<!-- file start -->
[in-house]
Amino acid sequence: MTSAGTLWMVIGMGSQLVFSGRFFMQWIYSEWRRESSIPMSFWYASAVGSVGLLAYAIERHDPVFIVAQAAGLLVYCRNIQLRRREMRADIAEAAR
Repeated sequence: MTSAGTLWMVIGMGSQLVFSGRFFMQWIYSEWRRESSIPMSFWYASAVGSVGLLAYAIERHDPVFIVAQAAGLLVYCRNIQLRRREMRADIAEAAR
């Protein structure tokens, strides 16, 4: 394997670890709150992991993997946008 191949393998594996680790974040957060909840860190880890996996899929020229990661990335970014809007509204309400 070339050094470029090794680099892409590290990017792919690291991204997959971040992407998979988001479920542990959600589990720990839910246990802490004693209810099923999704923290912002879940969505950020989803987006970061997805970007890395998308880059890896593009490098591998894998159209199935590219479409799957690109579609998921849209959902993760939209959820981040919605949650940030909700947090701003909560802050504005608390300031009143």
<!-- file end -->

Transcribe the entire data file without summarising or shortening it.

[in-house]
Amino acid sequence: MTSAGTLWMVIGMGSQLVFSGRFFMQWIYSEWRRESSIPMSFWYASAVGSVGLLAYAIERHDPVFIVAQAAGLLVYCRNIQLRRREMRADIAEAAR
Repeated sequence: MTSAGTLWMVIGMGSQLVFSGRFFMQWIYSEWRRESSIPMSFWYASAVGSVGLLAYAIERHDPVFIVAQAAGLLVYCRNIQLRRREMRADIAEAAR
């Protein structure tokens, strides 16, 4: 394997670890709150992991993997946008 191949393998594996680790974040957060909840860190880890996996899929020229990661990335970014809007509204309400 070339050094470029090794680099892409590290990017792919690291991204997959971040992407998979988001479920542990959600589990720990839910246990802490004693209810099923999704923290912002879940969505950020989803987006970061997805970007890395998308880059890896593009490098591998894998159209199935590219479409799957690109579609998921849209959902993760939209959820981040919605949650940030909700947090701003909560802050504005608390300031009143």